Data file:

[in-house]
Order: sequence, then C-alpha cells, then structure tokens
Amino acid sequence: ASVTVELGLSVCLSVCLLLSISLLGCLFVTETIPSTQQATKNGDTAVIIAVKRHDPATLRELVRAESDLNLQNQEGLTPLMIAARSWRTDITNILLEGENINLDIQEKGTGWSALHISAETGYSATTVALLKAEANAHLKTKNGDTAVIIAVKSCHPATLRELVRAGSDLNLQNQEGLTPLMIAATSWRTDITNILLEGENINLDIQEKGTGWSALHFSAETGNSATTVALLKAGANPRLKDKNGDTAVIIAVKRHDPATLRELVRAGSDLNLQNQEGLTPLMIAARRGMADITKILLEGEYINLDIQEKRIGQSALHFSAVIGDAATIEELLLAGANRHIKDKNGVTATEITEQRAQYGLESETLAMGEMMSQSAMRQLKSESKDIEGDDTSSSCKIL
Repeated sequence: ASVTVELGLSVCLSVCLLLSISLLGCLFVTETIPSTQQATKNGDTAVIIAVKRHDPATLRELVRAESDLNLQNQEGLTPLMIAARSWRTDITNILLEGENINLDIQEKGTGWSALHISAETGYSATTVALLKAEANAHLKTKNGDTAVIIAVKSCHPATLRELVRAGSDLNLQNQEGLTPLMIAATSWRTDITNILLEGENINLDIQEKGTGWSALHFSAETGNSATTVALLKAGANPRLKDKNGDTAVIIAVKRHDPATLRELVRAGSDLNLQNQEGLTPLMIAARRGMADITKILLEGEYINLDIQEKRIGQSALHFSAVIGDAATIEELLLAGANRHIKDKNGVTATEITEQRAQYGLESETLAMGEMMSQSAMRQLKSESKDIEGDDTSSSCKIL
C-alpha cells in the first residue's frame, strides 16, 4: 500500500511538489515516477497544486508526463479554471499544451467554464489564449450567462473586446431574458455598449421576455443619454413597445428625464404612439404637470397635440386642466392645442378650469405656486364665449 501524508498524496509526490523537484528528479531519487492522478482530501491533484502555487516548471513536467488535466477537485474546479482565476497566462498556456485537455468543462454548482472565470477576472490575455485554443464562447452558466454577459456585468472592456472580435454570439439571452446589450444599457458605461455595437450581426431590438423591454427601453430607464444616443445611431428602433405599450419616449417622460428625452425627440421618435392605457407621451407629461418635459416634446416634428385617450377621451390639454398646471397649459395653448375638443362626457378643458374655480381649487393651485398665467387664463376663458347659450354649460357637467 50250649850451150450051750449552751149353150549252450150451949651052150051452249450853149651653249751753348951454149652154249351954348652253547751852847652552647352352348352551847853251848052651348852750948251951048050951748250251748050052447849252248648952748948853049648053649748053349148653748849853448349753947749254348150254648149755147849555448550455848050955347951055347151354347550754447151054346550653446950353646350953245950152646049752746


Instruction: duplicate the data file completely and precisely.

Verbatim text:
[in-house]
Order: sequence, then C-alpha cells, then structure tokens
Amino acid sequence: ASVTVELGLSVCLSVCLLLSISLLGCLFVTETIPSTQQATKNGDTAVIIAVKRHDPATLRELVRAESDLNLQNQEGLTPLMIAARSWRTDITNILLEGENINLDIQEKGTGWSALHISAETGYSATTVALLKAEANAHLKTKNGDTAVIIAVKSCHPATLRELVRAGSDLNLQNQEGLTPLMIAATSWRTDITNILLEGENINLDIQEKGTGWSALHFSAETGNSATTVALLKAGANPRLKDKNGDTAVIIAVKRHDPATLRELVRAGSDLNLQNQEGLTPLMIAARRGMADITKILLEGEYINLDIQEKRIGQSALHFSAVIGDAATIEELLLAGANRHIKDKNGVTATEITEQRAQYGLESETLAMGEMMSQSAMRQLKSESKDIEGDDTSSSCKIL
Repeated sequence: ASVTVELGLSVCLSVCLLLSISLLGCLFVTETIPSTQQATKNGDTAVIIAVKRHDPATLRELVRAESDLNLQNQEGLTPLMIAARSWRTDITNILLEGENINLDIQEKGTGWSALHISAETGYSATTVALLKAEANAHLKTKNGDTAVIIAVKSCHPATLRELVRAGSDLNLQNQEGLTPLMIAATSWRTDITNILLEGENINLDIQEKGTGWSALHFSAETGNSATTVALLKAGANPRLKDKNGDTAVIIAVKRHDPATLRELVRAGSDLNLQNQEGLTPLMIAARRGMADITKILLEGEYINLDIQEKRIGQSALHFSAVIGDAATIEELLLAGANRHIKDKNGVTATEITEQRAQYGLESETLAMGEMMSQSAMRQLKSESKDIEGDDTSSSCKIL
C-alpha cells in the first residue's frame, strides 16, 4: 500500500511538489515516477497544486508526463479554471499544451467554464489564449450567462473586446431574458455598449421576455443619454413597445428625464404612439404637470397635440386642466392645442378650469405656486364665449 501524508498524496509526490523537484528528479531519487492522478482530501491533484502555487516548471513536467488535466477537485474546479482565476497566462498556456485537455468543462454548482472565470477576472490575455485554443464562447452558466454577459456585468472592456472580435454570439439571452446589450444599457458605461455595437450581426431590438423591454427601453430607464444616443445611431428602433405599450419616449417622460428625452425627440421618435392605457407621451407629461418635459416634446416634428385617450377621451390639454398646471397649459395653448375638443362626457378643458374655480381649487393651485398665467387664463376663458347659450354649460357637467 50250649850451150450051750449552751149353150549252450150451949651052150051452249450853149651653249751753348951454149652154249351954348652253547751852847652552647352352348352551847853251848052651348852750948251951048050951748250251748050052447849252248648952748948853049648053649748053349148653748849853448349753947749254348150254648149755147849555448550455848050955347951055347151354347550754447151054346550653446950353646350953245950152646049752746